While we are yet in the process of navigating our disorientation at the depiction of the banal evil of a White man and his friends on film, (“They must be pranksters. They aren’t really bad guys, surely,” we want to think in befuddlement), Ford confronts us with the troubling implications of our own sense of rationality and love of rules and justice. We shows us how we have been formed in the same mold as the humane White men, the “good guys,” we are watching on screen. He then contorts our law-and-order love into dimensions we never anticipated, by taking us into the mind of those who would substitute for rules, Texas-style frontier justice–over which hangs the immense and unmistakable shadow of southern lynch mobs and Klan murderers who historically pursued the same kind of justice (also in defense of White Womanhood).

As the film proceeds to its disturbing end we have no idea anymore of where we  stand, good people that we are, or of what outcome we should be hoping for.

Tom Ford has done beautiful work with this dark tale. We are all, especially we White people, this film seems to say, animals of the dark.

La La Land

Final Grade: B

La La Land is a musical starring Emma Stone (with noticeably corrected eyes) and Ryan Gosling, which hearkens back to the musical love stories of 1940s Hollywood. Love is beautiful, dreams come true, and, in the 21st century remix, Black people exist and live together in harmony with White people.

I had two favorite scenes. First, when the main character, Seb, is on a bridge pondering in song whether the stars are smiling down and bringing love to him, he encounters a Black couple. A full-figured older woman and her husband sway lovingly together against the backdrop of the setting sun. It was a very minor moment. But there was a specialness to it for me.

Second, the scene where the leads, moving towards their attraction to one another, go to the movies. In the moments before their likely first kiss, their fingers brush on the seat armrest. Then we see their fingers gradually interlace. It was a gesture that conveyed the tenderness and tremulousness of their feelings. Lovely.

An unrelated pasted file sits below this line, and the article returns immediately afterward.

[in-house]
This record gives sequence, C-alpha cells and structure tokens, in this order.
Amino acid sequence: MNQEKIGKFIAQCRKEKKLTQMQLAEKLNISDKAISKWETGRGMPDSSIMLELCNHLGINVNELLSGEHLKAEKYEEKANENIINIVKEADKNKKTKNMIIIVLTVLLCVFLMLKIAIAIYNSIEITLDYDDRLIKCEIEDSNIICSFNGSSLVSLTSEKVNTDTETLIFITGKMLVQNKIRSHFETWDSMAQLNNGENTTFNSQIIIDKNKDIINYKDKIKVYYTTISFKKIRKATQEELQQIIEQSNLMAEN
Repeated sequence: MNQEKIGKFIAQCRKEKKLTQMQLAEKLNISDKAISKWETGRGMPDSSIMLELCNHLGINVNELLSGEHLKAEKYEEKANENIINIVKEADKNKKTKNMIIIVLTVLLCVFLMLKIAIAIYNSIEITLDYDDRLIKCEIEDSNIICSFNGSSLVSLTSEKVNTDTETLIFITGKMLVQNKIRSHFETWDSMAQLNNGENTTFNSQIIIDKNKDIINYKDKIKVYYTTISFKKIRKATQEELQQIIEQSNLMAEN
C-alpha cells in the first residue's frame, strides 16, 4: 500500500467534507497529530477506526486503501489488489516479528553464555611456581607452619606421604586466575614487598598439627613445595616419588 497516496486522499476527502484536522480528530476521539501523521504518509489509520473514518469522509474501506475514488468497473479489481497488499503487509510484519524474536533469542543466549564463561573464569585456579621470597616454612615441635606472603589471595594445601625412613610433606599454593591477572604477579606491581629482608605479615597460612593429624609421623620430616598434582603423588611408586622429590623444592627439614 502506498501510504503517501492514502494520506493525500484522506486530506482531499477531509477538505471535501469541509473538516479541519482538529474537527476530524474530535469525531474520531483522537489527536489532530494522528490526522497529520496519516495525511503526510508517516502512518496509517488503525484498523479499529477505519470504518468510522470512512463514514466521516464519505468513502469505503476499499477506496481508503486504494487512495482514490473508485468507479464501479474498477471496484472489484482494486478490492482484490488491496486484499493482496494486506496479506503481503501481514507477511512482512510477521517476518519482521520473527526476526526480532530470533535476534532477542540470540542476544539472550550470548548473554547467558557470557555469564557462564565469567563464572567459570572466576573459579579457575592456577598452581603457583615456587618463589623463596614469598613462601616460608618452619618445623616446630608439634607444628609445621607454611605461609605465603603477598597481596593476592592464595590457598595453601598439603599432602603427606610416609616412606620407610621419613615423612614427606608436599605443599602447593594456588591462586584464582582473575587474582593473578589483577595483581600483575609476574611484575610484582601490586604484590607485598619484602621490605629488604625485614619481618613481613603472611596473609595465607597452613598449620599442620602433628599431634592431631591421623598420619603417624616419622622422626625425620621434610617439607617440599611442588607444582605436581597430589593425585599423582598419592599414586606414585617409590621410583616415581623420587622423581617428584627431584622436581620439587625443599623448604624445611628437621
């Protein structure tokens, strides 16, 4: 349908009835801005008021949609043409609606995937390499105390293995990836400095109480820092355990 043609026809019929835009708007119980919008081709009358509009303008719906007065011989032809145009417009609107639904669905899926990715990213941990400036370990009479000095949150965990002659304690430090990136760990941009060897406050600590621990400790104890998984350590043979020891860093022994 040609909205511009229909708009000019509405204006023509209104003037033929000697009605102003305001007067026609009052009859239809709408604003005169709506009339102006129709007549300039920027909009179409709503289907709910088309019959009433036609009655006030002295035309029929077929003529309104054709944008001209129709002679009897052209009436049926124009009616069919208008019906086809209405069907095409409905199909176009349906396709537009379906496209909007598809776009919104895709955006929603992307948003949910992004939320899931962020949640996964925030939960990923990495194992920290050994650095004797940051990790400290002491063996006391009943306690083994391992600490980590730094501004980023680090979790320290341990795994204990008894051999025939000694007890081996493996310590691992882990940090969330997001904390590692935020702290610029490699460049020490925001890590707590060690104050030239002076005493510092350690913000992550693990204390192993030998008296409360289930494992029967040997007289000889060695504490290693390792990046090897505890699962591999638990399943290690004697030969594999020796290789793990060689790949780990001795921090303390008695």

La La Land.movies

One other beautiful thing this movie gave us was jazz. Whenever there was jazz, the heart of the movie began to beat. I especially appreciated the one musical piece that repeatedly drew the lovers together. It is fittingly called, “Mia and Sebastian’s Theme.”  Listen to this 1:38 minute clip (and the unbelievable grand-piano-quality sound of the electronic keyboard being played):

“Mia and Sebastian’s Theme” is a gentle, lush, complex song, and every scene where the song appears is captivating. Jazz was unquestionably the scene-stealing star of this movie.

Another plus was the regular inclusion of Black bodies in a movie not expressly intended for Black audiences. Hooray for employed Black actors!

Overall, though, this was not a great movie.

The lead singing is meh. Everybody is on key, but the sound is soulless. The songs sung are meh. Completely forgettable. The dancing is meh. The leads were achingly lacking in grace. Watching them, one had the sense that they began filming with no prior knowledge of what it is for a body to be moved by and with and to music; that they were hard pressed to dance, while singing, and also acting.

The real problem with this movie, though, is that our lived realities in these trumptastic times are so tense with drama that the tepid plot points of La La Land could not  compete. There is a frivolity to the movie that feels inappropriate to our moment.

I can only surmise that the movie’s great appeal is due to mainstream America being desperate for this particular kind of racially-reconciled, cotton-candied, nostalgic, singing and dancing to assure them that everything will be, if not perfect, at least just fine.